PSPI Symposium - Gerd Gigerenzer and Timothy Baker
There are many areas of psychological research that inform the public, but few are more crucial than health care. Enter two reports — one about experimentally supported treatments in mental and behavioral health care and another about the proper interpretation of health statistics — published in Psychological Science in the Public Interest (PSPI) and discussed during the annual Psychological Science in the Public Interest symposium at the APS 21st Annual Convention.
Making Sense of Health Statistics
“In western countries, most of us know how to write and to read, but we haven’t taught the public, nor many experts, statistical thinking,” said APS Fellow Gerd Gigerenzer of the Max Planck Institute. As he and his colleagues explain in their report “Helping Doctors and Patients Make Sense of Health Statistics” (PSPI, Vol. 8, No. 2), not only is the public misinformed on statistical data, but many people do not have the skills needed to evaluate such information.
This “collective statistical illiteracy,” as Gigerenzer refers to it, is mostly caused by a misrepresentation of information. Take, for example, the effect of a public warning in the United Kingdom in 1995 regarding oral contraceptive pills. The U.K. Committee on Safety of Medicines stated that the newer, third-generation contraceptive pills increased the risk of blood clots in the legs and lungs by 100 percent. In actuality, 1 out of every 7,000 women who took the earlier, second-generation pills developed a blood clot compared to 2 out of every 7,000 women who took the third-generation pills. There was a relative increase of 100 percent, but that phrasing is needlessly dire and caused thousands of women to stop taking their oral contraception. It is apparent, then, that these misinformed interpretations could play a huge role in a patient’s sense of security and in their ability to understand their health care options.
The goal, Gigerenzer emphasized, is to teach physicians, patients, and politicians to implement and understand “transparent representations,” such as making a distinction between a relative increase (100%) and an absolute increase (1 more out of every 7,000). Without an accurate interpretation of health statistics, he emphasized, “informed decision-making remains science fiction.”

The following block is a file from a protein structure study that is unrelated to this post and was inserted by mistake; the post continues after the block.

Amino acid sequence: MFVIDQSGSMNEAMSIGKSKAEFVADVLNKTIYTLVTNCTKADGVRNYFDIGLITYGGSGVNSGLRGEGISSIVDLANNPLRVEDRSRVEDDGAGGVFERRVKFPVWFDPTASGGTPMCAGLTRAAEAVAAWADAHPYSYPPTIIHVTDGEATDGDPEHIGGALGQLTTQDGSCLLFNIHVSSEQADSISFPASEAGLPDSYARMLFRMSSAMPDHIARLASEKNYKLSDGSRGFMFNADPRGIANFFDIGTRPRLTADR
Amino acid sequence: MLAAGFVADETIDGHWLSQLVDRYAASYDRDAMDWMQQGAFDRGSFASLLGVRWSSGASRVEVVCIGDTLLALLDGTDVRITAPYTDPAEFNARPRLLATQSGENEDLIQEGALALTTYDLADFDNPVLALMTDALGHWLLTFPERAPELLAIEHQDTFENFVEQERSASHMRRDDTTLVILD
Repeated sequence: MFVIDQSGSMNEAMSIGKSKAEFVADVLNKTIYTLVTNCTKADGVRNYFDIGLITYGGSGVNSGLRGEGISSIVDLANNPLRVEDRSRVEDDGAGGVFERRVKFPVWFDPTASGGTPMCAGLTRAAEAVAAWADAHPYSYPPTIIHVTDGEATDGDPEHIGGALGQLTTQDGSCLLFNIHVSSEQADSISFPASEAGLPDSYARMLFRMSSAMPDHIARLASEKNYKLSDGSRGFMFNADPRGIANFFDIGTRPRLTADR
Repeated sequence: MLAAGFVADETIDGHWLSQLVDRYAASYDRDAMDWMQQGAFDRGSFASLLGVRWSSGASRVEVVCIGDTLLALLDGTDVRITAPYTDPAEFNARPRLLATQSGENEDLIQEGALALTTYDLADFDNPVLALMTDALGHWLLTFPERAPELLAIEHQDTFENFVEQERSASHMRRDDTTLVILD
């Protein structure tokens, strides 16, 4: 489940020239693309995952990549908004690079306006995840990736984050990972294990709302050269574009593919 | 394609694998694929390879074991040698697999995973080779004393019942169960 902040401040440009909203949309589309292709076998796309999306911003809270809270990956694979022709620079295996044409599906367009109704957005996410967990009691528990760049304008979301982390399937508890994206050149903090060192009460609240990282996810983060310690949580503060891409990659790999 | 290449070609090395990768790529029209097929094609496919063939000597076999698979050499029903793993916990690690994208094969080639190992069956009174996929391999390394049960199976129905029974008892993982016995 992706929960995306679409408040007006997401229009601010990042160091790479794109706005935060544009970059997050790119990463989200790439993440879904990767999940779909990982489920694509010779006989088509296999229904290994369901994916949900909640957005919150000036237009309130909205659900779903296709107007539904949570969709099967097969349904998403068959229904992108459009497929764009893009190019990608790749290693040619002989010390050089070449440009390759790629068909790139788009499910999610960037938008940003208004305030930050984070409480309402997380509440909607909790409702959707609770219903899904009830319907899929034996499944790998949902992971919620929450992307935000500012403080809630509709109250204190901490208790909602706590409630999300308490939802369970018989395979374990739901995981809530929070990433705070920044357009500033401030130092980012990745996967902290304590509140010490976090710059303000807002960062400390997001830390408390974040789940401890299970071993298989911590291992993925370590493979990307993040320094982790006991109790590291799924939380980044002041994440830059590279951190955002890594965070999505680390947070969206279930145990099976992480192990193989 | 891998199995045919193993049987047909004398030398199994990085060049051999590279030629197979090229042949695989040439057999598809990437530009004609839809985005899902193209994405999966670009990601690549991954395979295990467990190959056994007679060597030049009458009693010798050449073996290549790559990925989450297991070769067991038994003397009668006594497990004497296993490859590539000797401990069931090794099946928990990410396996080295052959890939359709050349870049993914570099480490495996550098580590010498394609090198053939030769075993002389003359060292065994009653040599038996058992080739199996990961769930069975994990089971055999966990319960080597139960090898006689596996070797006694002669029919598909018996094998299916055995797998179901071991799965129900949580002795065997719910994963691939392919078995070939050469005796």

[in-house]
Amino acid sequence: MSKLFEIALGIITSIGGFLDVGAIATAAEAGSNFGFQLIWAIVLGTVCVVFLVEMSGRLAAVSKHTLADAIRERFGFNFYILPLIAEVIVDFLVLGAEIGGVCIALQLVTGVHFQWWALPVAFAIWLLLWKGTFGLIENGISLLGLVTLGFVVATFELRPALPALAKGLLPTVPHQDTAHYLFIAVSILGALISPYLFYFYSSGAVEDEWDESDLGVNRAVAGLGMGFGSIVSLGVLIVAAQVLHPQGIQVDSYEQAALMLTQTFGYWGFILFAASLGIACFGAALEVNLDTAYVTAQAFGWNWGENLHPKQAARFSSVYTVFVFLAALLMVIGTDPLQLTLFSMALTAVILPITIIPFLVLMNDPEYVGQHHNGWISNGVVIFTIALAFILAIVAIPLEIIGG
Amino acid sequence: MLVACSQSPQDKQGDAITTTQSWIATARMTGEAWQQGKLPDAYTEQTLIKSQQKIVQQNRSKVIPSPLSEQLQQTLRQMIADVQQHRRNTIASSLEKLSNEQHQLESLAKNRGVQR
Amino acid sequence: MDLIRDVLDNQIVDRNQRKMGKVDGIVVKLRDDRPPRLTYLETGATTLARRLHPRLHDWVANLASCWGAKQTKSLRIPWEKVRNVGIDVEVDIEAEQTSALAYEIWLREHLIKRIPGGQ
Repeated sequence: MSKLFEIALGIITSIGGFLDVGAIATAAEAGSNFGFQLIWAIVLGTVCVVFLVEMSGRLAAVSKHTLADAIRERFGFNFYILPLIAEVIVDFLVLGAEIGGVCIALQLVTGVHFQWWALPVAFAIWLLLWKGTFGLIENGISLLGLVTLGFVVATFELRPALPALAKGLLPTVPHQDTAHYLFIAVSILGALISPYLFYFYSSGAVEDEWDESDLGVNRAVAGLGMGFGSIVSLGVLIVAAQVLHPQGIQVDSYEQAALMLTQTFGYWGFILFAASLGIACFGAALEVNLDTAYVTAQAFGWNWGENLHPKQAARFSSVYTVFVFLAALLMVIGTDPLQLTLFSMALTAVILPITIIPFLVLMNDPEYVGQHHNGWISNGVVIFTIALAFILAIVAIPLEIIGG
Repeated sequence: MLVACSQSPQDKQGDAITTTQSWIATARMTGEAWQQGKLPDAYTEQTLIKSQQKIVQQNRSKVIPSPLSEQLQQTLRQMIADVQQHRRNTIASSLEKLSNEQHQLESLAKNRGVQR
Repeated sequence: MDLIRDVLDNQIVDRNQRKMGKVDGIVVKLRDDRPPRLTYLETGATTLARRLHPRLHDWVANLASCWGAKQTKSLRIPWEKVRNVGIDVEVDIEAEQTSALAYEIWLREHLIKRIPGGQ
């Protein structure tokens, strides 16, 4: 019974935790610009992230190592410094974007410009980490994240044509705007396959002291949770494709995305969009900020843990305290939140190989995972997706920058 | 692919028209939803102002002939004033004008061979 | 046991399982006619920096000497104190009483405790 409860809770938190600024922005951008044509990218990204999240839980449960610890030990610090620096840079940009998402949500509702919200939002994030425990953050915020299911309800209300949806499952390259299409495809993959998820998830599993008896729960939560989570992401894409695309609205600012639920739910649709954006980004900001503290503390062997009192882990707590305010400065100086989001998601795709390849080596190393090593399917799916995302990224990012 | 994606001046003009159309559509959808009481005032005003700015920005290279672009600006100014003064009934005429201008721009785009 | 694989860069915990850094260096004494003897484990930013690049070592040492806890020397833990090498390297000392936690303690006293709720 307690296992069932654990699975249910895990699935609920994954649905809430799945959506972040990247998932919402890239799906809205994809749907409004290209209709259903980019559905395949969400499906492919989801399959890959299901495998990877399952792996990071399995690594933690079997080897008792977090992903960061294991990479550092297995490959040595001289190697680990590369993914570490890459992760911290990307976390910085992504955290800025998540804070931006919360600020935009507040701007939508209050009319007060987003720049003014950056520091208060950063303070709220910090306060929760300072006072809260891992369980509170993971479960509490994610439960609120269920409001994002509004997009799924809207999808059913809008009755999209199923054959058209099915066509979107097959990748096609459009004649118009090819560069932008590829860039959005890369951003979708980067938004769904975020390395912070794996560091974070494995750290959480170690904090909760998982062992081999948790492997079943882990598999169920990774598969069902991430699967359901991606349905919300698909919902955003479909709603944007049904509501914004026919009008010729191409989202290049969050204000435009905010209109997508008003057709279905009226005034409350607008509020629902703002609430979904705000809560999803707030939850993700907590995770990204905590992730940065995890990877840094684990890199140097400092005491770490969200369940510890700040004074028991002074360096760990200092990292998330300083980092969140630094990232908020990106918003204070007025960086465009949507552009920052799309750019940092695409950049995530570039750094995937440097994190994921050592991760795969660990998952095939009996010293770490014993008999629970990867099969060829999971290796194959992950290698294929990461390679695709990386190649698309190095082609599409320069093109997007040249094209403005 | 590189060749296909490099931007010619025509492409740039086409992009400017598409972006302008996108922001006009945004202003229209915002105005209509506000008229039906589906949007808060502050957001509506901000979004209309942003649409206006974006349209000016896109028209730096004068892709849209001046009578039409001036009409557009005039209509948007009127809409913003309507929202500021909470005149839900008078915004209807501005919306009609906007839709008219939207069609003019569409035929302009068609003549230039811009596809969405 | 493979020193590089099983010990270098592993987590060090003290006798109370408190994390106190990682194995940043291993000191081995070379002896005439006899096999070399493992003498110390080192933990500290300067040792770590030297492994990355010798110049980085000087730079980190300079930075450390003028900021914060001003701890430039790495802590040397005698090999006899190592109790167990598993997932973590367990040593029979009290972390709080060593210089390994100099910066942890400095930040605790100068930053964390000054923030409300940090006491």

A Science-Based Approach to Clinical Psychology
As APS Fellow Timothy Baker of the University of Wisconsin-Madison explained, when you go to a physician, you expect that you are seeing someone who has been trained in a science-based curriculum; patients have the same expectation when seeking mental health care. However, it is not always the case. “When you’re seeing a clinical psychologist, there’s no branding that tells you, â€˜this person was science-trained,'” said Baker, lead author of the PSPI report “Current Status and Future Prospects of Clinical Psychology: Toward a Scientifically-Principled Approach to Mental and Behavioral Health Care” (PSPI, Vol. 9, No. 2 — set to be published this September). So the question is, how can we ensure that a psychologist is using experimentally supported treatments?
Baker and colleagues suggest a new accreditation system for reformed training in clinical psychology with established criteria for mental and behavioral treatment. In this system, decisions for treatment will be based on efficacy (using randomized control trials), effectiveness (analyzing the intervention in a real world setting), dissemination (studying the effectiveness of the treatment), reach (considering the target population and the extent from which they will benefit), cost effectiveness, and quality of life.
As Baker reiterated to the packed room, “Now is the time to reform clinical psychology by enhancing clinical training via a new accreditation system.” A new system to fulfill this mission, the Psychological Clinical Science Accreditation System (PCSAS), which began to accept applications this past June, is starting in a time when evidence-based treatments are more readily available but still aren’t being practiced (see http://pcsas.org for more information). For example, although cognitive-behavioral therapy (CBT) has shown to be the most effective treatment for Post Traumatic Stress Disorder (PTSD) and naturally has fewer side effects, many psychologists do not use this procedure. In a study Baker cited, only 30 percent of psychologists were trained to perform CBT for PTSD and only half of those psychologists elected to use it.
The authors call for an accreditation system that monitors the pulse of clinical psychology, adapts to changing economic health care needs, and still maintains the standards and scientific progress associated with experimentally supported treatments. This is the understanding in most other fields of health care and is the goal of PCSAS. As Baker put it, clinical psychology, like medicine, should always draw on “science as a touchstone of good practice.”
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